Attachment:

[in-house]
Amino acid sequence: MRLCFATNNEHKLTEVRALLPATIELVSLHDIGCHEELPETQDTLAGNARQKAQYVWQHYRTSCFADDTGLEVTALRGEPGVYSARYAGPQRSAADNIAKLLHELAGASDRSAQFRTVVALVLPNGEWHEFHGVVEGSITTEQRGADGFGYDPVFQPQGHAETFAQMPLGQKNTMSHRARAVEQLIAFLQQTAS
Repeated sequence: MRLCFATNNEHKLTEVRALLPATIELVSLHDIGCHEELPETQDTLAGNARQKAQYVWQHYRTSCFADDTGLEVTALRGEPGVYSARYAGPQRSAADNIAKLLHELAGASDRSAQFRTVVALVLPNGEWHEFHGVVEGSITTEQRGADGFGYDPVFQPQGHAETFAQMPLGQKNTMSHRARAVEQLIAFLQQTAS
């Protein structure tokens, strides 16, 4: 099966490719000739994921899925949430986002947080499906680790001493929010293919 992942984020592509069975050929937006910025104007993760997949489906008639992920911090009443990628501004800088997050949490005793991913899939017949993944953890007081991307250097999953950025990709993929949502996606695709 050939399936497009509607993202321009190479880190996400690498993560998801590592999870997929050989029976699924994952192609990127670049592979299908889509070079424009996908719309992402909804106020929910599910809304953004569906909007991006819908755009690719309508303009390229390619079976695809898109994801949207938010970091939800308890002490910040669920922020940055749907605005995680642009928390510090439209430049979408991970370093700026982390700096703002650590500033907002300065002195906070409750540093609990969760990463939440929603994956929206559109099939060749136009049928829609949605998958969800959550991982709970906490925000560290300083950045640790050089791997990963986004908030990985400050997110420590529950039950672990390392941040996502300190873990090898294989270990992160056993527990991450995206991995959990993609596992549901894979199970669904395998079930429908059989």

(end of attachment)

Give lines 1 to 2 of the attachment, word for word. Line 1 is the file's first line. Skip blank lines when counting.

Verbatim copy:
[in-house]
Amino acid sequence: MRLCFATNNEHKLTEVRALLPATIELVSLHDIGCHEELPETQDTLAGNARQKAQYVWQHYRTSCFADDTGLEVTALRGEPGVYSARYAGPQRSAADNIAKLLHELAGASDRSAQFRTVVALVLPNGEWHEFHGVVEGSITTEQRGADGFGYDPVFQPQGHAETFAQMPLGQKNTMSHRARAVEQLIAFLQQTAS